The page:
Falls are the number one cause of fatal and nonfatal injuries in Americans 65 and older. Broken bones, especially hip fractures, and traumatic brain injuries are among the most severe fall-related injuries and the most likely to result in death.

For seniors, falls are often more than a significant cause of acute injury; they can also lead to chronic conditions and a decline in overall health and independence. Implementing measures to prevent falls at home can reduce the risk of fall incidents, improve quality of life, and promote healthy aging.

This article will walk you through the steps to ensure your aging loved ones are as safe as possible in their home.

Identify Potential Fall Hazards

Regular home environment assessments help promptly identify and address fall hazards, promoting safety, independence, and overall well-being.

Evaluate the following areas for fall hazards:

  • Stairs and steps – Steps can be difficult to see or navigate, especially in poor lighting or for individuals with visual impairments or physical limitations. Loose or uneven steps, poorly maintained handrails, or cluttered stairways can also increase the risk of falls.
  • Slippery floors – Spilled liquids, such as water or cooking oils, can create slick surfaces that increase the risk of falls. Smooth, polished floors can also be slippery, particularly when wet or when wearing footwear with poor traction. Additionally, factors such as inadequate lighting, loose rugs or mats, or cluttered walkways can further increase the risk of falls on slippery floors in the home.
  • Poor lighting – Dimly lit areas, shadows, or glare can obscure objects or make it challenging to navigate through the home safely, particularly for individuals with visual impairments. Poor lighting can also make it challenging to see steps or changes in elevation, increasing the risk of tripping or misjudging distances.
  • Loose carpets and rugs – When carpets or rugs are not appropriately secured to the floor, they can shift or bunch up, creating an uneven surface that is challenging to navigate, especially for those with mobility or balance issues.
  • Bathroom hazards – Most falls happen in the bathroom because water from the shower, bath, or sink can create slick surfaces. Hard, smooth surfaces such as tile or porcelain can also be slippery, particularly when wet. In addition, getting in and out of the bathtub or shower can be difficult for individuals with mobility or balance issues. Bathrooms often have hard surfaces that can worsen the impact of a fall and increase the risk of injury.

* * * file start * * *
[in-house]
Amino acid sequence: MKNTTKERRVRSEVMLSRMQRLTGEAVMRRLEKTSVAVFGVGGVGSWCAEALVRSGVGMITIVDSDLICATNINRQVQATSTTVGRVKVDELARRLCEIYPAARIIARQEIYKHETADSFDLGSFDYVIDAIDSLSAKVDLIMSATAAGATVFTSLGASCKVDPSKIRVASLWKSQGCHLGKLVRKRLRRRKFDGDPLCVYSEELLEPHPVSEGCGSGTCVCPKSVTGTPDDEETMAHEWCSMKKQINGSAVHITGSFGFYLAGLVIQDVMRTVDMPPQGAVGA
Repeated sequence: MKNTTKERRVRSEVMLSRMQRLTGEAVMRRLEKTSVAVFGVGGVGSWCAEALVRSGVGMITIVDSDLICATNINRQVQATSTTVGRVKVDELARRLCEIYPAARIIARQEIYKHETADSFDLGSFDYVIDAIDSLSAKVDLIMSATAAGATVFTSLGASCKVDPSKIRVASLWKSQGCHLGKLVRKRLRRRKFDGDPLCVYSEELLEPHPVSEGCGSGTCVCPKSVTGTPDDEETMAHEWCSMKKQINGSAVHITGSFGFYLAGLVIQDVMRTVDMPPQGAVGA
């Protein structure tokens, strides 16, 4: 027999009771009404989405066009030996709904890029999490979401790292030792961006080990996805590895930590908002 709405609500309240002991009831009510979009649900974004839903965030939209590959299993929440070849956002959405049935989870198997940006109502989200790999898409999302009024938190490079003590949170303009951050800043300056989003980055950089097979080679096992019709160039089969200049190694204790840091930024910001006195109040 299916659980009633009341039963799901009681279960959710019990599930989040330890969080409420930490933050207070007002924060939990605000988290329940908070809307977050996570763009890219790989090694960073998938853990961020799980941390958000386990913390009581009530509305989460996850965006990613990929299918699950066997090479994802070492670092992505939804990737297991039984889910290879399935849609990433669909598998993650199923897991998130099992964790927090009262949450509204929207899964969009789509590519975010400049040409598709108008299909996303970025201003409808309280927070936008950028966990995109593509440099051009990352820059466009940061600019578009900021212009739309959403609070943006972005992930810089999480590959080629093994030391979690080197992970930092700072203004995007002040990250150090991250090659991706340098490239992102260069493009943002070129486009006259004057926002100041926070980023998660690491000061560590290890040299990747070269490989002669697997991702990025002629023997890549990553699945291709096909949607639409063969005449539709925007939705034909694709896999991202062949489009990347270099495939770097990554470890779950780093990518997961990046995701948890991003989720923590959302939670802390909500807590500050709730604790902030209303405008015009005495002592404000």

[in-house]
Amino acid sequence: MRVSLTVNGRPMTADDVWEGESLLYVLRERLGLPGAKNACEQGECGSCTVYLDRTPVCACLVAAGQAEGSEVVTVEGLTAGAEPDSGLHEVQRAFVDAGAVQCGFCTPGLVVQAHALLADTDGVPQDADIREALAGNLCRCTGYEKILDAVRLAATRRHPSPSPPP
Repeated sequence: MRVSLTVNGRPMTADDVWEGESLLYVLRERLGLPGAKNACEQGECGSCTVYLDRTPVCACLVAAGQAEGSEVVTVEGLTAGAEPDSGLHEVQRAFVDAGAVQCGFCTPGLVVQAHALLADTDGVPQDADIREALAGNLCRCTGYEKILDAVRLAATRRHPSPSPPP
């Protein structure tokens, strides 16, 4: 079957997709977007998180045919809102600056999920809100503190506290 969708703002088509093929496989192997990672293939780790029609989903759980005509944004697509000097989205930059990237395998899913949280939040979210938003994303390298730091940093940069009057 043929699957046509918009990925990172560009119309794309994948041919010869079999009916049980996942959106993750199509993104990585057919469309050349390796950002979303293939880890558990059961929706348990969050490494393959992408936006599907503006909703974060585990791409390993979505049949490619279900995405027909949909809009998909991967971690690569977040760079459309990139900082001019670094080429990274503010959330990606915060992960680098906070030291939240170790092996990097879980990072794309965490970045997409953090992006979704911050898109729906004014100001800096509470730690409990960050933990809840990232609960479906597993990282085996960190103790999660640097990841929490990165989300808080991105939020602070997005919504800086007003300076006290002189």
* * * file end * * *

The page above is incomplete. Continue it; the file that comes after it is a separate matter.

Modify Your Home To Prevent Falls

By identifying and addressing fall hazards in the home, such as loose rugs, cluttered pathways, exposed cords, or slippery floors, individuals can significantly reduce their risk of falls and improve their quality of life.

  • Install grab bars and handrails where individuals need additional support to maintain their balance, such as near the toilet, bathtub, shower, and next to the bed, stairways, entryways, and hallways.
    • Install grab bars vertically or horizontally on walls, within reach of the user, and secured to wall studs or other sturdy surfaces.
    • Place handrails on both sides of stairways. They should be at a comfortable height for the user to hold and should be securely anchored to the wall.
  • Non-slip surfaces – Slippery floors in the bathroom are not the only floors that present a fall risk.
    • In bathrooms, non-slip mats or decals can be placed on the shower or bathtub floor to prevent slips on wet surfaces. Non-slip mats can also be used on the bathroom floor to provide traction when getting in and out of the shower or toilet.
    • In kitchens, non-slip rugs or mats can be placed where spills or wetness are common, such as in front of the sink or stove.
    • Non-slip coatings or treatments can also be applied to outdoor walkways or entryways, particularly in areas that may become slippery due to rain, ice, or snow. By installing non-slip surfaces in these areas, individuals can significantly reduce their risk of falls and promote overall safety in the home.